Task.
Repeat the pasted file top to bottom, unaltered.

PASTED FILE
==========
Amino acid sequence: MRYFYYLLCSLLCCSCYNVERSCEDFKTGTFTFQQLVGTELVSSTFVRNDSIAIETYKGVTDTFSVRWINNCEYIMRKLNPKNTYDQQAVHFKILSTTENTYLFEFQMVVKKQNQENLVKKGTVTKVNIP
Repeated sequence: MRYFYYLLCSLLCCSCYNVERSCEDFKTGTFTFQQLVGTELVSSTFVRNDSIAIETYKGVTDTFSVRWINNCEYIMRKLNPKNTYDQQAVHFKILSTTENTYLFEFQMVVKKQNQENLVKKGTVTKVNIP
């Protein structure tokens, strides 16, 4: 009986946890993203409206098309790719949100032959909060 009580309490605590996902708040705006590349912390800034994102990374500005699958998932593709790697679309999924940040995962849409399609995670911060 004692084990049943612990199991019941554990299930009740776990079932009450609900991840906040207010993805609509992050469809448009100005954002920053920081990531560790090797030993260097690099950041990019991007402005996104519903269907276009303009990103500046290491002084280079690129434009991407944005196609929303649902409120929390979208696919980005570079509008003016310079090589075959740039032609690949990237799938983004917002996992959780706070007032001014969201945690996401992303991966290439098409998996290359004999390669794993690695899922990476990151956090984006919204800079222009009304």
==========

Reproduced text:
Amino acid sequence: MRYFYYLLCSLLCCSCYNVERSCEDFKTGTFTFQQLVGTELVSSTFVRNDSIAIETYKGVTDTFSVRWINNCEYIMRKLNPKNTYDQQAVHFKILSTTENTYLFEFQMVVKKQNQENLVKKGTVTKVNIP
Repeated sequence: MRYFYYLLCSLLCCSCYNVERSCEDFKTGTFTFQQLVGTELVSSTFVRNDSIAIETYKGVTDTFSVRWINNCEYIMRKLNPKNTYDQQAVHFKILSTTENTYLFEFQMVVKKQNQENLVKKGTVTKVNIP
């Protein structure tokens, strides 16, 4: 009986946890993203409206098309790719949100032959909060 009580309490605590996902708040705006590349912390800034994102990374500005699958998932593709790697679309999924940040995962849409399609995670911060 004692084990049943612990199991019941554990299930009740776990079932009450609900991840906040207010993805609509992050469809448009100005954002920053920081990531560790090797030993260097690099950041990019991007402005996104519903269907276009303009990103500046290491002084280079690129434009991407944005196609929303649902409120929390979208696919980005570079509008003016310079090589075959740039032609690949990237799938983004917002996992959780706070007032001014969201945690996401992303991966290439098409998996290359004999390669794993690695899922990476990151956090984006919204800079222009009304």